Attorney David Utevsky suggests: Make it clear that opinion is being stated. Don’t rely on protection of journalistic context. Clearly summarize facts providing basis for opinion. Make certain facts are true.

17 Defenses Consent An individual cannot sue for libel if he or she explicitly consented to publication of the defamatory material. Indirect or implied consent is constructed on sound legal theory, but only a handful of courts have accepted this theory.

18 Defenses Right of Reply
Right of reply is sometimes called the “self-defense.” If an individual has been libeled, he/she may answer the defamation with a libelous communication and not be subject to a successful libel suit. The reply must be equal in magnitude and effect. Not accepted by many courts.

19 Damages Actual Damages Actual damages are damages for actual injury:
to reputation standing the community monetary loss personal humiliation mental suffering and anguish

20 Damages Special Damages
Special damages are specific items of pecuniary loss caused by published defamatory statements. This is most common in trade libel.

21 Damages Presumed Damages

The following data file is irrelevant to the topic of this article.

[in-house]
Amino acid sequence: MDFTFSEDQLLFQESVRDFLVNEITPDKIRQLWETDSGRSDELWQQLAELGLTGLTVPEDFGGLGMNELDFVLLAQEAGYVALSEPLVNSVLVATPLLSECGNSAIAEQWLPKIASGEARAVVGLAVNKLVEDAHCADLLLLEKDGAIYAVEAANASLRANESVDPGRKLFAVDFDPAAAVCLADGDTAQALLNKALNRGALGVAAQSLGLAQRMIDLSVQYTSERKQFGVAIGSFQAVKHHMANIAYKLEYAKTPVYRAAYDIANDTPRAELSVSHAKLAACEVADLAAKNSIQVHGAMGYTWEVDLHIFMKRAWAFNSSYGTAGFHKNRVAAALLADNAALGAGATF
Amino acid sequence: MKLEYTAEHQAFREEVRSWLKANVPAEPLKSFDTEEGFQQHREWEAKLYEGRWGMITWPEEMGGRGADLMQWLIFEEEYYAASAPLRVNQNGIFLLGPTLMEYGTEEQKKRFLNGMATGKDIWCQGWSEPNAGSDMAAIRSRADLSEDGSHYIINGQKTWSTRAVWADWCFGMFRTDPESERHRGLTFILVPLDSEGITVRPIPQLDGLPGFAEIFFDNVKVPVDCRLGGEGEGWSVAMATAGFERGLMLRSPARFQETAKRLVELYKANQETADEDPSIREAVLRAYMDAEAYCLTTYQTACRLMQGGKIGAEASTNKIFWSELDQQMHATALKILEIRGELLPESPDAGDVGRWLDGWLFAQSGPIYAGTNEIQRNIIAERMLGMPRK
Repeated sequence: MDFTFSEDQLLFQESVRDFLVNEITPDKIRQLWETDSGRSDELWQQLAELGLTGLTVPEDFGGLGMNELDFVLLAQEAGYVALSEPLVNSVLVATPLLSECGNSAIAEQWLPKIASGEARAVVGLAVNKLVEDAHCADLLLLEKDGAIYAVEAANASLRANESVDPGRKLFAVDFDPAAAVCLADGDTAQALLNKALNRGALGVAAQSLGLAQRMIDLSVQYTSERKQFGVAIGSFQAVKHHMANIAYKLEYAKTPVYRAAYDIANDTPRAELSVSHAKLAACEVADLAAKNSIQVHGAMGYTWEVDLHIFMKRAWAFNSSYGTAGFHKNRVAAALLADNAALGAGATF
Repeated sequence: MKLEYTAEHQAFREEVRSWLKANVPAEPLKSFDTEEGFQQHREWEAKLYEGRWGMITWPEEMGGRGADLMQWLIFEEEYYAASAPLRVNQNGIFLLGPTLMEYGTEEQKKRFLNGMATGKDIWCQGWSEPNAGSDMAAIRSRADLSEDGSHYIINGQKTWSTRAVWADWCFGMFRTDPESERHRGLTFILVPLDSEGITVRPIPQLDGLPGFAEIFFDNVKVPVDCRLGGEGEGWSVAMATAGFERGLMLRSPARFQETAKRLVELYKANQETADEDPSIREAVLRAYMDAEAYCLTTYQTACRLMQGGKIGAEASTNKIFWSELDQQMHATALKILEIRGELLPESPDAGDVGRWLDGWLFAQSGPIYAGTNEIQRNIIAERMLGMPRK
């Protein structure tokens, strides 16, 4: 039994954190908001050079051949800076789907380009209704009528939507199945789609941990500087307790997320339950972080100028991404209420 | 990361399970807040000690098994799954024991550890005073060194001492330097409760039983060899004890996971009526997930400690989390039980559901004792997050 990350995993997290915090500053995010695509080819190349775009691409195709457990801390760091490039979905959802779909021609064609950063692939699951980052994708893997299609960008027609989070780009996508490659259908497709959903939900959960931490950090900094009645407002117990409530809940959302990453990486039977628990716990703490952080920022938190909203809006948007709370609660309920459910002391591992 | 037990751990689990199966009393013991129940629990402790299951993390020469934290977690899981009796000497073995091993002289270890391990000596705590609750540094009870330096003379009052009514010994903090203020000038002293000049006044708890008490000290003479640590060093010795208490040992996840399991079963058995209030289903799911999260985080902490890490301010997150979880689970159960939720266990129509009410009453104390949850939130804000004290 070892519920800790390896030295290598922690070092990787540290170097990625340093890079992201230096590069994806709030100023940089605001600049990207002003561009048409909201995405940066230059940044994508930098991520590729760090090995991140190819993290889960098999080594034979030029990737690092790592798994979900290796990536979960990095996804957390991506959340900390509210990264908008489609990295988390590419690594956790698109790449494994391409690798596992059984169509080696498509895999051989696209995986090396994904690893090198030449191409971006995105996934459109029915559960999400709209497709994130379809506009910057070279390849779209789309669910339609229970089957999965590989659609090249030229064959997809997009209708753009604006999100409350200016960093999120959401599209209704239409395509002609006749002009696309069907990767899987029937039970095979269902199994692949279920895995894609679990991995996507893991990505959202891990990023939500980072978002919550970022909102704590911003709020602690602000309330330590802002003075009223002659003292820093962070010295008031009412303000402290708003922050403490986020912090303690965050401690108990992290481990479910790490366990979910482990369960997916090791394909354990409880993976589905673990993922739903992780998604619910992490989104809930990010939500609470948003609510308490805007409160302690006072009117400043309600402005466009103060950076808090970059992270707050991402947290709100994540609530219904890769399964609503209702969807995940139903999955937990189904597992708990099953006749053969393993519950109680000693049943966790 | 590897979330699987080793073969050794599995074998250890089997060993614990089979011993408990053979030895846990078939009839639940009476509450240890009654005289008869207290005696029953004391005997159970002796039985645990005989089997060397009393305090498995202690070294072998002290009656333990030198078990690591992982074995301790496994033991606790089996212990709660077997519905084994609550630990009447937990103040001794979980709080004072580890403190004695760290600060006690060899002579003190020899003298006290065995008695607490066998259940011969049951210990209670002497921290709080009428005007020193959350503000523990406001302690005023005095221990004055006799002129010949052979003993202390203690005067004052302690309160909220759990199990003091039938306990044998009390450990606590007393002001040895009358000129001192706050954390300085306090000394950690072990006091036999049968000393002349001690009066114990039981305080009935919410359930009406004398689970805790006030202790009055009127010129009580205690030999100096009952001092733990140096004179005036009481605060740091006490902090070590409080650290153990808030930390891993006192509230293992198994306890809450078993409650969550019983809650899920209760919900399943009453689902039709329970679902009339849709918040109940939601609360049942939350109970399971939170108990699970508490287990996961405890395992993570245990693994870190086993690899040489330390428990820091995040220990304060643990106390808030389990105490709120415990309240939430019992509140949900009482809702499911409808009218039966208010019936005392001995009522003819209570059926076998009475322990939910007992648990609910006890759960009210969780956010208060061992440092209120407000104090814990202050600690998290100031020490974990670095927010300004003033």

Presumed damages are damages that a plaintiff can receive without proof of injury or harm.

22 Damages Punitive Damages
Punitive damages punish the defendant for misconduct and warn others not to act in a similar manner. The damage awards are usually very large, and thus lawyers frequently term them the “smart money.”

23 Retraction Statutes Retractions
A retraction is a statement published to retract or correct previously published libelous material. 33 states have retraction statutes. Under a typical retraction statute, a publisher must be given an opportunity to retract a libelous comment before a suit can begin.

24 Criminal Libel Criminal Libel and State Intervention
Founded on the theory that the state should sometimes act on behalf of the injured party of the libel and bring criminal charges against the defendant. In 2009, only 16 states had criminal libel laws on the books.

25 Criminal Libel Differences From Civil Libel
You may criminally libel the dead. You can be charged with criminal libel if you provoke a breach of the peace. Garrison v. Louisiana (1966) was a potent blow against criminal libel.